Now, remember, we got this information and just a day earlier, here's what Senator Dodd said to our own producer, Ted Barrett.


DODD: When I left the Senate, it was no in there. So when I wrote the language, there was no such language like that. I can't point a finger at someone who offered the change at all.


BASH: So given that, we, armed with this new information, called Senator Dodd's office right away and said, the Treasury Department is saying that Senator Dodd, you did in fact make those changes. And they said, we'll get right back to you. They called us right back and said, Senator Dodd wants to come on and tell you what his side of the story is. He wants to respond and he wants to do it live.

Now, within 20 minutes, he was actually right here, speaking to us. And he gave us a mea culpa.


BASH: You did agree to modify this, to put that clause in?

DODD: The alternative was losing, in my view, the entire section on executive excessive compensation. Given the choice, this is not an uncommon occurrence here. I agreed to a modification in the legislation, reluctantly. I wasn't negotiating with myself here. I wasn't changing my own amendment. I was changing the amendment because others were insisting upon it.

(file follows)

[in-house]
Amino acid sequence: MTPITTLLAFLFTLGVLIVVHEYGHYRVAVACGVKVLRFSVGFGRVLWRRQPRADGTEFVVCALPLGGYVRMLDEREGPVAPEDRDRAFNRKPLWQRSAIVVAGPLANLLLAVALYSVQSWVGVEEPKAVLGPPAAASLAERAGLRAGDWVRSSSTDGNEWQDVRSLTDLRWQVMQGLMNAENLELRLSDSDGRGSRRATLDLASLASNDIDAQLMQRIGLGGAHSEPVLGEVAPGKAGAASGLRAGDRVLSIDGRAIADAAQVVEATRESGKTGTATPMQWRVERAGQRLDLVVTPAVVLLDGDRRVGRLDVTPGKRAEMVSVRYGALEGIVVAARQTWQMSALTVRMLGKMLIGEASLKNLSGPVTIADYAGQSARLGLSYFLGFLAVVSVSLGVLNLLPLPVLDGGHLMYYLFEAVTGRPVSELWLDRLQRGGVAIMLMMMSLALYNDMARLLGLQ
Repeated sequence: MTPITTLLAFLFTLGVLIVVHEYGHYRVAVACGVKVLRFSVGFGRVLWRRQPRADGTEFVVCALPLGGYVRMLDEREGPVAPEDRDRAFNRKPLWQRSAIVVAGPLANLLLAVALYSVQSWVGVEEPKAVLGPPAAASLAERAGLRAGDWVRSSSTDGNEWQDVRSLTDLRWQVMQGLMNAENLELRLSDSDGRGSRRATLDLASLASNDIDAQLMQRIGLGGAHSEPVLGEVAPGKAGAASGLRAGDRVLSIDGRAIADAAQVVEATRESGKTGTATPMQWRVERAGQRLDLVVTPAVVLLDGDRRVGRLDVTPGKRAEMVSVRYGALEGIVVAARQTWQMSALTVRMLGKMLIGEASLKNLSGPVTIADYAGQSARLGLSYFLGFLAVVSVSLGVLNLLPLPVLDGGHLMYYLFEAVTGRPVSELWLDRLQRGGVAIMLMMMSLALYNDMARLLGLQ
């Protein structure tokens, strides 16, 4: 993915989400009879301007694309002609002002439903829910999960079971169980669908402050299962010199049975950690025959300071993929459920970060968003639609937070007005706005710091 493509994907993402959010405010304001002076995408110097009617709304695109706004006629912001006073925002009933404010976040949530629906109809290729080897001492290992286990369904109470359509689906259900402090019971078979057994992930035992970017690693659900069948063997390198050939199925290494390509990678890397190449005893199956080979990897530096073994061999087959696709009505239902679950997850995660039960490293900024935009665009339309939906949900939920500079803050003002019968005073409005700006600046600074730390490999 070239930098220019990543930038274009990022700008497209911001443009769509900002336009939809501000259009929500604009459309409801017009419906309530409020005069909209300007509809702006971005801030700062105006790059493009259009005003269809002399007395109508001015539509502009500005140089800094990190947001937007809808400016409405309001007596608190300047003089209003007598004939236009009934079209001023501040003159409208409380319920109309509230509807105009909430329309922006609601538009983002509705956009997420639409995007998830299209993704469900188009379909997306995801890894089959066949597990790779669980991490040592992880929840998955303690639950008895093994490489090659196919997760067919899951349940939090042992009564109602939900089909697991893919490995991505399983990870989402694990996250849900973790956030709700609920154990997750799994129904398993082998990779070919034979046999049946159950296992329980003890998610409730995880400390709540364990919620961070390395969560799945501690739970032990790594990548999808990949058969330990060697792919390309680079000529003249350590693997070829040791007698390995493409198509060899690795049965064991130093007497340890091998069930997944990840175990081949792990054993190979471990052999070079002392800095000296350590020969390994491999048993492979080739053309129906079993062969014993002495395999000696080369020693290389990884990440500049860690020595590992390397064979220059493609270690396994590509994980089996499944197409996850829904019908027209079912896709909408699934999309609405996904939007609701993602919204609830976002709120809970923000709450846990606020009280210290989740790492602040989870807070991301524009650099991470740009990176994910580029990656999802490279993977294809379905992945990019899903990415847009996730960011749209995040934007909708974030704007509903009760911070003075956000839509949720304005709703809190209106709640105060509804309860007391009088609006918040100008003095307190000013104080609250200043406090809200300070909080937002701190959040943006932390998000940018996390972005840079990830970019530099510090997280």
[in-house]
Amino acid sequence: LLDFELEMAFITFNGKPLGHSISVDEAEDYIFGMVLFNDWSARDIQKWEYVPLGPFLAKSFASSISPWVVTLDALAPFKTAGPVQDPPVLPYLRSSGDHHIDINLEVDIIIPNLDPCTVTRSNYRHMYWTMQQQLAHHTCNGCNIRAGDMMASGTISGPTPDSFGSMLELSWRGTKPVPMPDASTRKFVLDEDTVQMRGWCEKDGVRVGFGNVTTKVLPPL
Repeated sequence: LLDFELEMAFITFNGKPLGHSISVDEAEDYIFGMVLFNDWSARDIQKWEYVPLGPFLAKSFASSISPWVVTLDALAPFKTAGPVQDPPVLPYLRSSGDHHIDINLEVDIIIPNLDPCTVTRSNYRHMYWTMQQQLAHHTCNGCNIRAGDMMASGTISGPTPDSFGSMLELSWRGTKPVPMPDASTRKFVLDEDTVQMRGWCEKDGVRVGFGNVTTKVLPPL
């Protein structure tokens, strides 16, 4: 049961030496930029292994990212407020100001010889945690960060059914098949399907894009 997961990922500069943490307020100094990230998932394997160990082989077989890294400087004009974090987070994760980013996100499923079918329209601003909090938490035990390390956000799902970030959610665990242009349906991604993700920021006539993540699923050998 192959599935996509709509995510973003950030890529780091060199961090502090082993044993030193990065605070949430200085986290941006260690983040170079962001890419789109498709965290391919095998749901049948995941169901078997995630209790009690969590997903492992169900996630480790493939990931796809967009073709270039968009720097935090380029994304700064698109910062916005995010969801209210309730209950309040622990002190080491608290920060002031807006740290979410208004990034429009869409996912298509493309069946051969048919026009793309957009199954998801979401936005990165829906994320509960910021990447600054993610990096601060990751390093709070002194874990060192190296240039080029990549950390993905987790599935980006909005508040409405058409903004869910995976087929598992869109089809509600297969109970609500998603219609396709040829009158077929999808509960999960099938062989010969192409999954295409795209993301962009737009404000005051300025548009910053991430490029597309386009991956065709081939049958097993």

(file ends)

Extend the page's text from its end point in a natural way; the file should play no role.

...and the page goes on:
BASH: You were very adamant yesterday, very adamant that you didn't know how this change got in there. And now you are saying that your staff did work with the administration.

DODD: Going back and looking -- obviously, I apologize.


BASH: That unfolded live right here on CNN. Ali, I'll give you a little behind the scenes tidbit. When his office agreed for him to come on and actually offered for him to come on, we didn't know how he was going to respond. It wasn't until he was live on CNN that he was going to admit he was wrong and he told us something that was basically factually incorrect.

VELSHI: And Dana, I then spoke with Treasury Secretary Tim Geithner, who did confirm that Treasury had been in discussions with the Banking Committee about a concern about the clause. What I don't understand is when Senator Dodd said the option was either to have that clause in there or to lose the amendment, what do you think he meant by that?